16 Must-Have Staples for a Flat-Belly Kitchen
By Michael Martin
Back in the day, the only kitchen ingredient that mattered when it came to weight loss was willpower.
Forget that. With this simple list, you can load up your fridge and pantry with fat-burning foods without breaking the bank or dying of boredom. Studies have demonstrated that certain condiments, fruits and vegetables and meats have clear belly-flab-torching properties that makes them the best in their class, alone or in combination. When it comes to the fridge and the pantry, these are the foods you should always have stocked. Consider this your engine-starting a la carte menu.
Some things are trendy for a reason: Coconut oil’s medium-chain triglycerides are burned as energy, not stored as fat, and it contains a fatty acid that’s been shown to torch belly fat. A study of 30 men in the journal Pharmacology found that those who consumed 2 tablespoons of coconut oil a day shrank their waists by an average of 1.1 inches in one month. You can use coconut oil almost anyplace you’d use butter—for eggs or stir-frys, for healthier pancakes, or in a belly-burning smoothie.
Learn more about the amazing benefits of coconut oil in this quick video.
The sweet spice is an ideal AM engine-starter. The polyphenols found in cinnamon keep blood sugar stable, preventing hunger-inducing spikes and crashes. In a study published in The Journal of Nutritional Science and Vitaminology, Japanese researchers found that mice who ate a daily helping of cinnamaldehyde, the ingredient that gives cinnamon its flavor, lost belly fat while those who skipped the spice did not; they hypothesize that it kick-starts metabolism. Sprinkle cinnamon to your morning oats or coffee, or swirl it into a protein shake to keep hunger pangs at bay. (Note: Cinnamon Toast Crunch does not qualify.)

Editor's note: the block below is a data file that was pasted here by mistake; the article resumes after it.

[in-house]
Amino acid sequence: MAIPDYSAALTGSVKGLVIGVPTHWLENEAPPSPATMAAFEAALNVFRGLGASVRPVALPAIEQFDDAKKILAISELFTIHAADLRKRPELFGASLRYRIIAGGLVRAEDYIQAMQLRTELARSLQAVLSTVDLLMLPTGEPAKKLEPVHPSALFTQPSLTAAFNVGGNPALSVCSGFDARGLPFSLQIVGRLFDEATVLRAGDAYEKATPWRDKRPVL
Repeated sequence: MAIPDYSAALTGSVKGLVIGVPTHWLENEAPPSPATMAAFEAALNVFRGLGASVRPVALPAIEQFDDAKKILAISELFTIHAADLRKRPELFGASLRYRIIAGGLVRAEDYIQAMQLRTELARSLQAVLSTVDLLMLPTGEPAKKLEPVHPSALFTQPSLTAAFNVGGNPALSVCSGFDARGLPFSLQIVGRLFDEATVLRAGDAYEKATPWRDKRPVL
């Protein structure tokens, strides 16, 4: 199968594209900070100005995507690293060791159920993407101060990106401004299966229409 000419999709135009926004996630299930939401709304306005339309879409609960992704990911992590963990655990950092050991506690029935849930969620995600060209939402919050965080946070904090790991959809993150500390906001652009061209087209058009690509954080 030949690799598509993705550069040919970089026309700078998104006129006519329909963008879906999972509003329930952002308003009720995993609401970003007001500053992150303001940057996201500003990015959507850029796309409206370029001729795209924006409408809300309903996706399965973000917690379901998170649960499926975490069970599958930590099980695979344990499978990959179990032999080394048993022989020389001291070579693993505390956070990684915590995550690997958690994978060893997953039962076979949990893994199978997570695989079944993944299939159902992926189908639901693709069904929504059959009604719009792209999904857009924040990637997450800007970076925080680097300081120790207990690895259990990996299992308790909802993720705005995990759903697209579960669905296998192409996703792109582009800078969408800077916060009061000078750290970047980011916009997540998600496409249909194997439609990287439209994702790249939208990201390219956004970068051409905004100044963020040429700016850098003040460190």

The definition of a good fat, olive oil should be the backbone of your pantry. A recent study published in the journal Obesity found that eating an olive-oil-rich diet creates higher levels of adiponectin—a hormone that breaks down body fat—than a high-carb or high-protein diet. Consuming extra virgin olive oil may increase blood levels of serotonin, a hormone that makes you feel fuller (and happier). Drizzle it on salads, glaze grilled meats and fish with it, or use it as the foundation of healthy dressings and sauces.
Successful flat-belly eating is the opposite of bland. Case in point: Capsaicin, the compound that makes you feel cayenne’s pleasurable pain, reduces belly fat, suppresses appetite and makes the body better able to burn food as energy. A study published in the American Journal of Clinical Nutrition found that people who consumed capsaicin each day saw improved abdominal fat loss. A second study by Canadian researchers found that men who ate spicy appetizers consumed 200 fewer calories at later meals. Keep it nearby and sprinkle at will: Season grilled fish, meats and eggs with a pinch of chili pepper.
Sometimes very good things come in small, beige packages. High in nutrients and soluble fiber, legumes such as chickpeas increase satiety by releasing an appetite-suppressing hormone called cholecystokinin. Toss them into green salads, eat them on their own, or blend them into homemade hummus with lemon and olive oil.
A prime fatty food that makes you skinny, almonds and almond butter are packed with protein that builds lean muscle, which burns fat. They also contain a compound that limits the fat absorbed by the body. One study of overweight adults found that eating about a quarter-cup of almonds for 6 months led to a 62% greater reduction in weight and BMI. And eating just 1.5 ounces of almonds daily led to a reduction in belly and leg fat, a 2015 study published in the Journal of the American Heart Association showed. You can snack on almonds, stir almond butter into your oatmeal or smoothies, spread it on toast with banana slices, or eat a couple spoonfuls as a snack.
This is your breakfast go-to: With 10 grams of protein per ½-cup serving, oats fill you up and feed your muscles. Their magic fat-burning ingredient: insoluble fiber, which increases healthy gut bacteria and triggers the release of butyrate, a fatty acid that soothes fat-building inflammation, and the hormone ghrelin, which controls hunger.